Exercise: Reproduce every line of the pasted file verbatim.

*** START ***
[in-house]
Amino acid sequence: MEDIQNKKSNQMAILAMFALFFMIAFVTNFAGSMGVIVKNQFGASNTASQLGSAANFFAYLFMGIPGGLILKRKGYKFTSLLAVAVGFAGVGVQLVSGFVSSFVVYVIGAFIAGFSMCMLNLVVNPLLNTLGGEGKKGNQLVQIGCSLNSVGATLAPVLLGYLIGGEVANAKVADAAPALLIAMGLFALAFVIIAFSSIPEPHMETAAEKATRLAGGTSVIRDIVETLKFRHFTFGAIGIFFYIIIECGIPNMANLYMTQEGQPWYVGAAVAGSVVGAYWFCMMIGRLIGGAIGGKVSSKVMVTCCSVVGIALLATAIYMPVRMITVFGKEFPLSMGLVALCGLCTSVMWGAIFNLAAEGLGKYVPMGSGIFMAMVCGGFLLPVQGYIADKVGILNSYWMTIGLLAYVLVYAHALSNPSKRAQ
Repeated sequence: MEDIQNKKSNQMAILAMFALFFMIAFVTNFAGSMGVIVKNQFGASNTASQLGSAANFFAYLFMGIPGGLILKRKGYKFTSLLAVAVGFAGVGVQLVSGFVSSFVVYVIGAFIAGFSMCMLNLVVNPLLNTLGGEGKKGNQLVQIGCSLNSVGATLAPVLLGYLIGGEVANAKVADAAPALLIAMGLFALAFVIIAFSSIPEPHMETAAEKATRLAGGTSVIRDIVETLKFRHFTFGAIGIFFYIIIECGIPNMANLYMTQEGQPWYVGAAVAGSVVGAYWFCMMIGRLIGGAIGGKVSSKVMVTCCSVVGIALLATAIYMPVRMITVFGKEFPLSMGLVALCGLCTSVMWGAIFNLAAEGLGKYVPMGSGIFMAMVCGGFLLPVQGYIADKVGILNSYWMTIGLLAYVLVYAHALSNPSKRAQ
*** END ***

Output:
[in-house]
Amino acid sequence: MEDIQNKKSNQMAILAMFALFFMIAFVTNFAGSMGVIVKNQFGASNTASQLGSAANFFAYLFMGIPGGLILKRKGYKFTSLLAVAVGFAGVGVQLVSGFVSSFVVYVIGAFIAGFSMCMLNLVVNPLLNTLGGEGKKGNQLVQIGCSLNSVGATLAPVLLGYLIGGEVANAKVADAAPALLIAMGLFALAFVIIAFSSIPEPHMETAAEKATRLAGGTSVIRDIVETLKFRHFTFGAIGIFFYIIIECGIPNMANLYMTQEGQPWYVGAAVAGSVVGAYWFCMMIGRLIGGAIGGKVSSKVMVTCCSVVGIALLATAIYMPVRMITVFGKEFPLSMGLVALCGLCTSVMWGAIFNLAAEGLGKYVPMGSGIFMAMVCGGFLLPVQGYIADKVGILNSYWMTIGLLAYVLVYAHALSNPSKRAQ
Repeated sequence: MEDIQNKKSNQMAILAMFALFFMIAFVTNFAGSMGVIVKNQFGASNTASQLGSAANFFAYLFMGIPGGLILKRKGYKFTSLLAVAVGFAGVGVQLVSGFVSSFVVYVIGAFIAGFSMCMLNLVVNPLLNTLGGEGKKGNQLVQIGCSLNSVGATLAPVLLGYLIGGEVANAKVADAAPALLIAMGLFALAFVIIAFSSIPEPHMETAAEKATRLAGGTSVIRDIVETLKFRHFTFGAIGIFFYIIIECGIPNMANLYMTQEGQPWYVGAAVAGSVVGAYWFCMMIGRLIGGAIGGKVSSKVMVTCCSVVGIALLATAIYMPVRMITVFGKEFPLSMGLVALCGLCTSVMWGAIFNLAAEGLGKYVPMGSGIFMAMVCGGFLLPVQGYIADKVGILNSYWMTIGLLAYVLVYAHALSNPSKRAQ